Filipino director Ivan Andrew Payawal taps into the drama of pandemic living with irreverence and innocent ambition with Gameboys: The Movie, a big-screen takeoff of his beloved web series.
Gameboys, the series, began in 2020 at the start of the quarantine in Luzon, Philippines. Cairo Lazaro (Elijah Canlas) is a popular live-stream gamer with a significant online following, while Gavreel Mendoza Alarcon (Kokoy de Santos) is a fellow gamer and smitten admirer who does his best to pursue Cairo via a series of online flirtations.
Of course, there is a pandemic raging and the Luzon quarantine becomes a near-total lockdown, one of the strictest in the country.
The movie picks up a year later as Luzon is still under quarantine, but with less-strict measures. Gavreel invites Cairo to spend some time with him at his home while his parents are away, and all kinds of emotional crescendos commence.
A measure of familiarity with the web series is needed to properly appreciate the cast of unwieldy supporting characters and their vast wellspring of teenage troubles. There’s Terrence, Gavreel’s handsome ex-boyfriend, and Pearl, Gavreel’s ostentatious ex-girlfriend-turned-best-friend. There’s also Achilles de Dios, a former paramour of Terrence who is now friend-zoned; and Wesley Torres, who is a childhood friend of Cairo and now Terrence’s reticent boyfriend. All of these characters eventually find themselves in one room as Gavreel orchestrates a sleepover of the messiest proportions.
And then there’s the pesky, homophobic Aunt Myra, played unrelentingly by Susan Africa. She gets our vote for best-in-show—the strongest character in a script that lacks nuance. Far from lovable, Aunt Myra is, however, hard to hate. (Is it fair to hate a woman who is the product of a past era, whose acknowledgment of the possibility of gay love would shatter the very foundation of her existence?)
Payawal is right here, too. Navigating a queer existence also means figuring out how to make room for the people who love us, but not the love that we have to offer.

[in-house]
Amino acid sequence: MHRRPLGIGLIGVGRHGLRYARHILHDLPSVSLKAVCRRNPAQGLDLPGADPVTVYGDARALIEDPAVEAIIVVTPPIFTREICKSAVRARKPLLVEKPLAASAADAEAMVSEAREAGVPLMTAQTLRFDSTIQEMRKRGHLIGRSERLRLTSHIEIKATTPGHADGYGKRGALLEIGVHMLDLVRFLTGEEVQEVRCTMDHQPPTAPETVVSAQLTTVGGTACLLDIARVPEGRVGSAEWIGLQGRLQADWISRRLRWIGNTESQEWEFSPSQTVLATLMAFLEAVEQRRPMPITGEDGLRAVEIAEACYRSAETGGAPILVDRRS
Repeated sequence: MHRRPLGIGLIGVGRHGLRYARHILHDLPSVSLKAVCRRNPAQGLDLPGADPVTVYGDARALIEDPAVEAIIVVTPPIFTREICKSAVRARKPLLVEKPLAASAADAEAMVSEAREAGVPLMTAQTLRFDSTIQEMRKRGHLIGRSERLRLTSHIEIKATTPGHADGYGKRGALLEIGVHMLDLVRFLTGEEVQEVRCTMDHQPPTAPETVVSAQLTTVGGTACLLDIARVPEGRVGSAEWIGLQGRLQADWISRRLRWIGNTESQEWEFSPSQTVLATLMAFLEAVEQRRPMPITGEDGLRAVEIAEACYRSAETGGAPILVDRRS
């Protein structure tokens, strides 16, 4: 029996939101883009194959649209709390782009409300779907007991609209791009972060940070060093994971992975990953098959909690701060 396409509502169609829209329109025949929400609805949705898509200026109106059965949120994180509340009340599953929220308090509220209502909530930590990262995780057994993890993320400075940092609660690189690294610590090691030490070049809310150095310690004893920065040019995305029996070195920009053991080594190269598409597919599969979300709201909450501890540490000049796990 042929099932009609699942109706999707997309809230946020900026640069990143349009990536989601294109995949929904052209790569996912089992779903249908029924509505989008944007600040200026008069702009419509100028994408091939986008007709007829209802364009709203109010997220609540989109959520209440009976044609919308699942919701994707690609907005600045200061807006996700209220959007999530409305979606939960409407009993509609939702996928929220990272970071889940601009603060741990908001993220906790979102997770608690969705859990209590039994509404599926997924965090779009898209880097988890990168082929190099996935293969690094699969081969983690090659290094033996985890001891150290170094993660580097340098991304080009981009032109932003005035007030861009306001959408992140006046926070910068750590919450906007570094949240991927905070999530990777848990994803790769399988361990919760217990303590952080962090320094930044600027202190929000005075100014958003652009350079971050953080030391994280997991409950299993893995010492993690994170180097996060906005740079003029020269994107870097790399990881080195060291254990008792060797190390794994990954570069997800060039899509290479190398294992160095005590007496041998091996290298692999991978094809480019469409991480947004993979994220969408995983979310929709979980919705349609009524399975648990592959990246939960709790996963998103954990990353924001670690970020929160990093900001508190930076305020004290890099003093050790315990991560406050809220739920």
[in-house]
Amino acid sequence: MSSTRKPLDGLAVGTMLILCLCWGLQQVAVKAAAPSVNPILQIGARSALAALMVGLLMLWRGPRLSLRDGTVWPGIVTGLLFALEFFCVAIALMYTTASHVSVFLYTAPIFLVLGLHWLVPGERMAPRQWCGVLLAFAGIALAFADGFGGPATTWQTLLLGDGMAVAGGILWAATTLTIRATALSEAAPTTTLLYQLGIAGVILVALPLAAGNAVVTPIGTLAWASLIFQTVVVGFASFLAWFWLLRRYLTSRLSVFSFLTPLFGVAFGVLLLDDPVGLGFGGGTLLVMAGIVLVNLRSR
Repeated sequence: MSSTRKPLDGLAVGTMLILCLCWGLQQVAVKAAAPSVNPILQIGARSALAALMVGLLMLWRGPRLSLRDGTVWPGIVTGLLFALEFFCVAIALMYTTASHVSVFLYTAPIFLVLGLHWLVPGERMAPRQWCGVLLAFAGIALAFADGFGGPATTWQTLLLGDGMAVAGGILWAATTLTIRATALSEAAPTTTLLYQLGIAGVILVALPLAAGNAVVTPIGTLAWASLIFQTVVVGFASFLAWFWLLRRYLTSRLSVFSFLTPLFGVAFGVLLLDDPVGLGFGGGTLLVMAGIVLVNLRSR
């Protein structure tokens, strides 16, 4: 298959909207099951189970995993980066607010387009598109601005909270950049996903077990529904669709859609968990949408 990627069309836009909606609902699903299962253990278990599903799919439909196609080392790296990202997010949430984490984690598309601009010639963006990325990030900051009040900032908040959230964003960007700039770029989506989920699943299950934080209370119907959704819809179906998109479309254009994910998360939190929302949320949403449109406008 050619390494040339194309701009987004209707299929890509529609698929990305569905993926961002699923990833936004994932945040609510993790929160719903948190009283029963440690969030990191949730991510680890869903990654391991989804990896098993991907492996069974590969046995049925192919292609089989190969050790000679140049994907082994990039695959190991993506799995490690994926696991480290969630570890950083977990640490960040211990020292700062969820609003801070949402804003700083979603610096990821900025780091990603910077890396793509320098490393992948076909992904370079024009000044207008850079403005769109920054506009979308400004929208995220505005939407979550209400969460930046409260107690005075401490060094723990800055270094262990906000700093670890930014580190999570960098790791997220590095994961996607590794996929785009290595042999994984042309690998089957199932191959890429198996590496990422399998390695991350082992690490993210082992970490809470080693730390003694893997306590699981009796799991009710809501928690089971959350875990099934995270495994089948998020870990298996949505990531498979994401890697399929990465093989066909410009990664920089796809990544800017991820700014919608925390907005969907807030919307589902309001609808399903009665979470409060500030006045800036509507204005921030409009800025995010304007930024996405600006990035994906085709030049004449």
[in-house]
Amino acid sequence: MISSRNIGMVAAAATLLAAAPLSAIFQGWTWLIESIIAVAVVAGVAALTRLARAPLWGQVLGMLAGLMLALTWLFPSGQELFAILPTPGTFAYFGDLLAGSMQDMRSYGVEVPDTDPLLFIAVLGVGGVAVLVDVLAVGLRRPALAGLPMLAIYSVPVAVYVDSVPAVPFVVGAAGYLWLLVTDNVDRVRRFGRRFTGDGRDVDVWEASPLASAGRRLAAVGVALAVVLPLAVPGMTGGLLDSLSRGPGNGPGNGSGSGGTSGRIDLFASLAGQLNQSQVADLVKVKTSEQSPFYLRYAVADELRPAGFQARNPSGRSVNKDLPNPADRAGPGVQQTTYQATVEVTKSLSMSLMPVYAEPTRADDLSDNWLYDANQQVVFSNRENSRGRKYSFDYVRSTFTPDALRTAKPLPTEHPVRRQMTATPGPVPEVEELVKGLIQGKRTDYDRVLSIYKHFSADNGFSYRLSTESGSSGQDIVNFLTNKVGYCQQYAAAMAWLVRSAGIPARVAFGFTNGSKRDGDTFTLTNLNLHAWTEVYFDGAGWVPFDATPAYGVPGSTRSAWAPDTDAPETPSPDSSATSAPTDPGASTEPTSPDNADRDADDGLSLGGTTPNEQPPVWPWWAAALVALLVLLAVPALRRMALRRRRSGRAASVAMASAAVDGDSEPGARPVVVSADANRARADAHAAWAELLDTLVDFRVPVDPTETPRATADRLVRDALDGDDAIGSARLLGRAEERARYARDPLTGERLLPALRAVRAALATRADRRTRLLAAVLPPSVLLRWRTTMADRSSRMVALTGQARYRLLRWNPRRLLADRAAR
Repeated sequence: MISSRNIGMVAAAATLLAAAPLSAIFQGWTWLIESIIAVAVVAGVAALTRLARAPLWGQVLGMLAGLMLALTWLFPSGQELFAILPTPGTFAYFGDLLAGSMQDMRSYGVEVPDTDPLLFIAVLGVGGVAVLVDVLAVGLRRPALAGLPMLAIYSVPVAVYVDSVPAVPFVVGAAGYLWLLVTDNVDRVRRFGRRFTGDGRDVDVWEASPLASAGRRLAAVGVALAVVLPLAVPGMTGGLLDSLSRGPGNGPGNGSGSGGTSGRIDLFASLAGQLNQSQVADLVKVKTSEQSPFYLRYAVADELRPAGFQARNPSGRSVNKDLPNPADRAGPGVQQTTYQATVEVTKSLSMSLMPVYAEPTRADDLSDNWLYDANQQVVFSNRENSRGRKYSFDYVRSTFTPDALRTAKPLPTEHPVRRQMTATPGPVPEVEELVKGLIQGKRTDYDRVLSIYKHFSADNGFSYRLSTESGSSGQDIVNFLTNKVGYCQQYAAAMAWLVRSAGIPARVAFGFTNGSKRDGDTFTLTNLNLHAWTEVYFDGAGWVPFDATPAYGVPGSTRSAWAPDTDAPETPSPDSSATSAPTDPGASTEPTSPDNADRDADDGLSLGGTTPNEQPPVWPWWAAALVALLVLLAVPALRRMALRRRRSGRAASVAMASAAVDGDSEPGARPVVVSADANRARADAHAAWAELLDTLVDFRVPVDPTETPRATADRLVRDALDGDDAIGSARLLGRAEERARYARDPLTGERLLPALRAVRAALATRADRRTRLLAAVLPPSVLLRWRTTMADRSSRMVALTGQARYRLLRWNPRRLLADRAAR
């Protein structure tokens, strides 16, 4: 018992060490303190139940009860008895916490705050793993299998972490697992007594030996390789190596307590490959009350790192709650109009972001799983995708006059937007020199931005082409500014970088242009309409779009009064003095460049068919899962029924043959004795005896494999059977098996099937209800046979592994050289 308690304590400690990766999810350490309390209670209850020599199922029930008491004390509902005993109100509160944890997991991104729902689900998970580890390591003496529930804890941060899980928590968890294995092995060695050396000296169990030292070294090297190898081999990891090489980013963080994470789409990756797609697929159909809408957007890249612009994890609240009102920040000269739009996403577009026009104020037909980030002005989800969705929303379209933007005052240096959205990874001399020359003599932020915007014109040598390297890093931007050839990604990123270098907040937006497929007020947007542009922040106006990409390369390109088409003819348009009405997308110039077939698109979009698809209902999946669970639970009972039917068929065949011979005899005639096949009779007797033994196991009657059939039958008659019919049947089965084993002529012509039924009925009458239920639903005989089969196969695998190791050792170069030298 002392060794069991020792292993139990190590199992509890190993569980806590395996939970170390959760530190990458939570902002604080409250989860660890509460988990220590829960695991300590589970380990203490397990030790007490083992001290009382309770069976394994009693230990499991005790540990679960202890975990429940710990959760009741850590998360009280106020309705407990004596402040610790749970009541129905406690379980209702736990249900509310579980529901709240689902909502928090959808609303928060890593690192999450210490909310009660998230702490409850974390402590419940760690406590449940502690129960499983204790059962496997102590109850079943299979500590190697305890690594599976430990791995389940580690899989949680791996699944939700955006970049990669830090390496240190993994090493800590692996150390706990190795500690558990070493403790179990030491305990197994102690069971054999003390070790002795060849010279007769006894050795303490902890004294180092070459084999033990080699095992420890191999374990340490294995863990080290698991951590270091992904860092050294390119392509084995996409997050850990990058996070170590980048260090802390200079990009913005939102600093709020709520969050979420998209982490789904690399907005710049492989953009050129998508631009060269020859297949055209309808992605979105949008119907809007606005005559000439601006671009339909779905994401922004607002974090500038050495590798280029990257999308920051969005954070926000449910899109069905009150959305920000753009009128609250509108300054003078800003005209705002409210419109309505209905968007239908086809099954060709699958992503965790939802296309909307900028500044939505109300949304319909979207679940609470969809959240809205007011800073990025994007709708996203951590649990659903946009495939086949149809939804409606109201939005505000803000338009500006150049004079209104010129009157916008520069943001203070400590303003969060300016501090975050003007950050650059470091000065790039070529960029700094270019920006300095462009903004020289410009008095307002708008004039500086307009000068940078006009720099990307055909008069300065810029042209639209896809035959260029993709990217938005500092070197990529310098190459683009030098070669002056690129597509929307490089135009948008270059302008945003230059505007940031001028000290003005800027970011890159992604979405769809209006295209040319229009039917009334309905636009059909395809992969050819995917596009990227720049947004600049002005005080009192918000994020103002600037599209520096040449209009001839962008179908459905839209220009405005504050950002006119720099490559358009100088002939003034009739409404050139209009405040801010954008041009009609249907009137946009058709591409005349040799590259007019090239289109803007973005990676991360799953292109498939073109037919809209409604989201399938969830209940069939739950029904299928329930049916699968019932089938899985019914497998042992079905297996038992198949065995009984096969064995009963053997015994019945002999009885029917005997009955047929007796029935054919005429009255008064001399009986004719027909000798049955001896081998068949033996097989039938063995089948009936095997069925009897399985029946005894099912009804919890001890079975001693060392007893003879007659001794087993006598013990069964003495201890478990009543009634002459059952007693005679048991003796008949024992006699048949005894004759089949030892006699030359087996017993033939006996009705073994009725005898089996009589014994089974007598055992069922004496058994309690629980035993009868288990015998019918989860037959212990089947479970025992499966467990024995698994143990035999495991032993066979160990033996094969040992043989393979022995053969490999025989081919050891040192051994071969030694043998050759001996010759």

At times, it seems that for the sake of creating a more meaningful and thoughtful script, the supporting characters could have been relegated to the social-media screens that defined the web series. We’re really here for Cairo and Gavreel, whose unfolding in-person romance is a joy to watch.
Elijah Canlas and Kokoy de Santos make for compelling leads as their characters tread new water. No longer confined to computer screens, we can see their personalities pop now that they’re face-to-face.
De Santos’ Gavreel is the more magnetic of the two—the charmer, the flirt, the one eager to get things going. Canlas’ Cairo is more reserved, more unsure of his emotional landscape. Their chemistry is sugary sweet, yet buffeted by the tension of the looming pandemic.
There’s a scene where all of the conflicts bubbling in Gavreel’s network of friends come to a head right in front of him. He can’t handle it, and has a breakdown of teenage proportions. It has always been tough being an adolescent, but the COVID health crisis has wreaked unprecedented havoc on the young psyche.
For those who are not die-hard fans of the web series (and who probably won’t follow the characters past this iteration), Gameboys: The Movie may feel like a trifle, but Payawal scores high marks for constructing an entertainment that speaks to this bizarre time and place.
Gameboys: The Movie is a sunny respite from what has become, for many, a bleak reality. It doesn’t have much cinematic weight, but it’s a nice addition to the Boy Love tradition of Asian entertainment—a genre that’s still in its early stages in American pop culture.
Gameboys: The Movie is available September 13 on digital platforms and September 20 on DVD.